National Study Shows 82 Percent of U.S. Homes Have Mouse Allergens
Scientists at the National Institute of Environmental Health Science
(NIEHS), one of the National Institutes of Health (NIH), have found
that detectable levels of mouse allergen exist in the majority of
U.S. homes. NIEHS researchers analyzed dust samples, asked questions,
and examined homes in the first National Survey of Lead and Allergens
in Housing, a survey of 831 homes. Allergen levels were studied
and related to demographic factors and household characteristics.
82 percent of U.S. homes were found to have mouse allergens. The
findings by Cohn et al. appear in the June 2004 issue of the Journal
of Allergy and Clinical Immunology.
The survey was conducted using established sampling techniques
to ensure that the surveyed homes were representative of U.S. homes.
The homes were sampled from seventy-five randomly selected areas
(generally counties or groups of counties) across the entire country.
The 831 homes included all regions of the country (northeast, southeast,
midwest, southwest, northwest), all housing types, and all settings
(urban, suburban, rural).
The selection of homes was controlled to be a representative sample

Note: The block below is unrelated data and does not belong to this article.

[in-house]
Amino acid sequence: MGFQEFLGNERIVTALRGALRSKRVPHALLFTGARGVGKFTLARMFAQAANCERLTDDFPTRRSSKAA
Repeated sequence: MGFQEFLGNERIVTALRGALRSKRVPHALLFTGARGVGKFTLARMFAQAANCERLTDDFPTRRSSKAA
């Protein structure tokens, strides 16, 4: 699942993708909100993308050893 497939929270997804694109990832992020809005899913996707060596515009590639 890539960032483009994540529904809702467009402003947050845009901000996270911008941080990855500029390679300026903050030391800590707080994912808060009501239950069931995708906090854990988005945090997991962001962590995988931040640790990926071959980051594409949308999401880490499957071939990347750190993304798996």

of U.S. homes. For statistics derived from the 831 homes, the contribution
from each home was weighted as necessary to ensure that the statistics
are representative of the U.S. population.
Dust samples used in the study were collected from kitchen and
living room floors, upholstered furniture, beds, and bedroom floors.
Kitchen floor concentrations exceed 1.6 micrograms of allergens
per gram of dust in about one in five homes (22 percent). The amount
of these allergy-triggering particles on the kitchen floor is high
enough to be associated with allergies and asthma. Residents of
high-rise apartments and mobile homes are at greatest risk, but
the allergen is also present in all types of homes.
The NIEHS study, with collaborators at Constella Group, Inc. and
the Harvard School of Public Health, characterized mouse allergen
prevalence in a representative sample of U.S. homes and assessed
risk factors for elevated concentrations. The odds of having elevated
concentrations were increased when rodent or cockroach problems
Exposure to mouse allergen is a known cause of asthma in occupational
settings. Until now, exposure to these allergens had not previously
been studied in residential environments on a national scale. Clinicians
should consider these risk factors when treating allergy and asthma
NIEHS conducts and supports research to reduce the burden of human
illness and dysfunction from environmental causes by understanding
environmental factors, individual susceptibility and age and by
discovering how these influences interrelate.
For further information on study:
Dr. Darryl Zeldin, NIEHS scientist, 919-541-1169
Dr. Rich Cohn, Constella Group, 919-313-7700